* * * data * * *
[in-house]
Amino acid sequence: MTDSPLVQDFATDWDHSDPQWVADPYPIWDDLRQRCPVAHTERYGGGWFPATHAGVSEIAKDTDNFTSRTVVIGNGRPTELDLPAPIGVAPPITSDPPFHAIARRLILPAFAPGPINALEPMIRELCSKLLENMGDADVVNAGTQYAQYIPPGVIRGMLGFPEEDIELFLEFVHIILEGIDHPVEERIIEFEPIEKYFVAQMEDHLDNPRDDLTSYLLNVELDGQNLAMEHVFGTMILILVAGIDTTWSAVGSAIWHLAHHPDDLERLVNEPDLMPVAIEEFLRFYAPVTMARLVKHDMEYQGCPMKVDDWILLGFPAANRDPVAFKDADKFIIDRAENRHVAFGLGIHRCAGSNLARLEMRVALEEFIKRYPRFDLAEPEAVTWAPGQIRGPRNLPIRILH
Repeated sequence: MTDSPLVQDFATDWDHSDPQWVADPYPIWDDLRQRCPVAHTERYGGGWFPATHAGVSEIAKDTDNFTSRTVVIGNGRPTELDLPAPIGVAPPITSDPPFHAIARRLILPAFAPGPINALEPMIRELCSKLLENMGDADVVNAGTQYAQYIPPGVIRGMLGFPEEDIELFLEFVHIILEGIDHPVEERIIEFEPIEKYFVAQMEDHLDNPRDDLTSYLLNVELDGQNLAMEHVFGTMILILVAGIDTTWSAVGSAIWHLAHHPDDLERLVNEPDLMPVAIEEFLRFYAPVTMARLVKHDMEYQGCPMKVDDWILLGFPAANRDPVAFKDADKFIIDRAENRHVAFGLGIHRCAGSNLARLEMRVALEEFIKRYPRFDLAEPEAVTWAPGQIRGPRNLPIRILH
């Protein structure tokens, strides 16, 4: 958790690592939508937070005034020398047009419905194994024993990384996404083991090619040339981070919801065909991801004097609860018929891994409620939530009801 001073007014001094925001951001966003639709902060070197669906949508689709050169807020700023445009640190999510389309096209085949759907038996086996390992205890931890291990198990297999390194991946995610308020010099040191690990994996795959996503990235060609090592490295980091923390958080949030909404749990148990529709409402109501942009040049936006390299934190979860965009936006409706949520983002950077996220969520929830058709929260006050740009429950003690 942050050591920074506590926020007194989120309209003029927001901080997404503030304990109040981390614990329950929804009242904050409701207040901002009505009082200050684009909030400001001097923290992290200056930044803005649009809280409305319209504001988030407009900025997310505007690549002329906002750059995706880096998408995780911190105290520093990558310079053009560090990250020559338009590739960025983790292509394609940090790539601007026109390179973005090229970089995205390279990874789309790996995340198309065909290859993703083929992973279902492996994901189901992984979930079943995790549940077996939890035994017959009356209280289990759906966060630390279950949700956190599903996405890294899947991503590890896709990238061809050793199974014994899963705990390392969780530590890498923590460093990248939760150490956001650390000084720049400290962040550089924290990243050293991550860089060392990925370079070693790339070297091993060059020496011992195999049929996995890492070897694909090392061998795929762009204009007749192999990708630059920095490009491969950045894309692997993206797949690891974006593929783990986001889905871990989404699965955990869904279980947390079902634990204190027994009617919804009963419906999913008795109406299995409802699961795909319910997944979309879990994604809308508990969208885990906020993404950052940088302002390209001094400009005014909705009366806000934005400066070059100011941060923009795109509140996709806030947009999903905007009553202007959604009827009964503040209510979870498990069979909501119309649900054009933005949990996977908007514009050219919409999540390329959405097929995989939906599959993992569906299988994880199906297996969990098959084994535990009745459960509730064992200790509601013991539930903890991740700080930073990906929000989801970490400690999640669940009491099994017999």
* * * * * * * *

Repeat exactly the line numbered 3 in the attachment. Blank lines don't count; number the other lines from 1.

Repeated sequence: MTDSPLVQDFATDWDHSDPQWVADPYPIWDDLRQRCPVAHTERYGGGWFPATHAGVSEIAKDTDNFTSRTVVIGNGRPTELDLPAPIGVAPPITSDPPFHAIARRLILPAFAPGPINALEPMIRELCSKLLENMGDADVVNAGTQYAQYIPPGVIRGMLGFPEEDIELFLEFVHIILEGIDHPVEERIIEFEPIEKYFVAQMEDHLDNPRDDLTSYLLNVELDGQNLAMEHVFGTMILILVAGIDTTWSAVGSAIWHLAHHPDDLERLVNEPDLMPVAIEEFLRFYAPVTMARLVKHDMEYQGCPMKVDDWILLGFPAANRDPVAFKDADKFIIDRAENRHVAFGLGIHRCAGSNLARLEMRVALEEFIKRYPRFDLAEPEAVTWAPGQIRGPRNLPIRILH